Our first story is out of Portsmouth, New Hampshire, where unrequested packages have been showing up at random homes. Scammers are allegedly using stolen information to have high-end items like smartphones sent to random houses. The scammers then keep an eye on the homes where the items are to be delivered so they can pick them up. While this was a good attempt by the scammers to cover their tracks, two men have been arrested for their alleged part in the scheme. A good way to help protect yourself against this is to sign up for the US Postal Service’s Informed Delivery service.

    Speaking of unwanted packages, we’ve discussed the brushing scam before. It’s where you’ll receive a number of packages from a retailer like Amazon that you didn’t order. By law, you can keep those packages, however, they’re being sent by third-party vendors from overseas who are looking to use your information to post positive reviews of their products with your name listed as a verified purchaser. It’s gotten so bad for one man in Charlotte, North Carolinas that he says he’s been receiving nearly 30 packages a week since July. If this happens to you, your amazon account may have been compromised. It’s recommended that in this case that you change your Amazon password and check your account for illegitimate purchases.

    Lastly, the state of Texas is warning its residents about a potential insurance scam. The Texas Department of Insurance is reporting that a group claiming to be the Consumer Insurance Association is offering discounted insurance rates over the phone. This group is not licensed in the state of Texas and could be part of an identity theft operation. Never just give out your personal information over the phone to anybody who cold calls you. If you feel like they may be a legitimate company, research them first before divulging any sensitive information.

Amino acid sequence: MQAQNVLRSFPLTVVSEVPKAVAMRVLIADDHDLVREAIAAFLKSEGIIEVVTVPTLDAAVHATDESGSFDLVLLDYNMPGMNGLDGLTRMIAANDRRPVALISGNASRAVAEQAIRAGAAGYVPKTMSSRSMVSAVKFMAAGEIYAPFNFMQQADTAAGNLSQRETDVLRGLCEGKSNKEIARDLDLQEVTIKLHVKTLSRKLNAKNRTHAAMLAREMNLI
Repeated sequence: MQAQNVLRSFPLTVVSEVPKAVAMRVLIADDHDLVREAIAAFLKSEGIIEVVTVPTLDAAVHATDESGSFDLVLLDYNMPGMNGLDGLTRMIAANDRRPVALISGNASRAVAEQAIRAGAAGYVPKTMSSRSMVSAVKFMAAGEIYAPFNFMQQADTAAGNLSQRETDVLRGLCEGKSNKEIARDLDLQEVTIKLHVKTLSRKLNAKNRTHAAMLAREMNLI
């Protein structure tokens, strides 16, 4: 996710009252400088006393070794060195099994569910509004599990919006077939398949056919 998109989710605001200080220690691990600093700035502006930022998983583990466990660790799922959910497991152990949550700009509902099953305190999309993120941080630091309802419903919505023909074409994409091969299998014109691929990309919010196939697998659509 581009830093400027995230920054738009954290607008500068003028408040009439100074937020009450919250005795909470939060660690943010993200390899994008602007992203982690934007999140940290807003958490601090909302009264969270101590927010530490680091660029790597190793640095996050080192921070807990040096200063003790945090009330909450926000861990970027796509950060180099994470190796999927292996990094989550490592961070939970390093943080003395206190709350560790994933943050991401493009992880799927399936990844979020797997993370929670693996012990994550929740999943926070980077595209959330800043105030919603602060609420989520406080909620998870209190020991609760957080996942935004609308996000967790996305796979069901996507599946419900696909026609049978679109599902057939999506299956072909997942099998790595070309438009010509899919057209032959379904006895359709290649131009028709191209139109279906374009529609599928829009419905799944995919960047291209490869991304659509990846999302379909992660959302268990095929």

• Geebo 8:00 am on October 10, 2019 Permalink | Reply
    Tags: , FTC, , Match.com, ,   

    Dating site sued over romance scams 

    Dating site sued over romance scams

    We’ve talked about romance scams a lot lately. We’ve mostly discussed how to recognize a romance scam and how just about anyone can find themselves as a victim in one. We’ve even touched on the legal ramifications romance scams could have for both perpetrators and victims. What we haven’t talked about is what the law is doing to try and prevent these scams outside of arresting a handful of scammers. Now, the Federal Trade Commission seems to be getting serious about them by going after one of the major platforms where romance scammers find their victims.

    Dating sites are one of the biggest online services where romance scammers troll for their victims. One of the biggest dating platforms online is Match.com. The FTC is suing Match over alleged dubious business practices that have allowed romance scams to flourish on Match. The FTC says that Match is aware that close to a quarter of all Match profiles may be fraudulent with many of them allegedly being used to run romance scams. The FTC claims that not only did Match know these profiles were fraudulent but left the profiles on their platform to attract other users to their service. Match is a paid subscription service and you can’t communicate with other members without signing up for a subscription.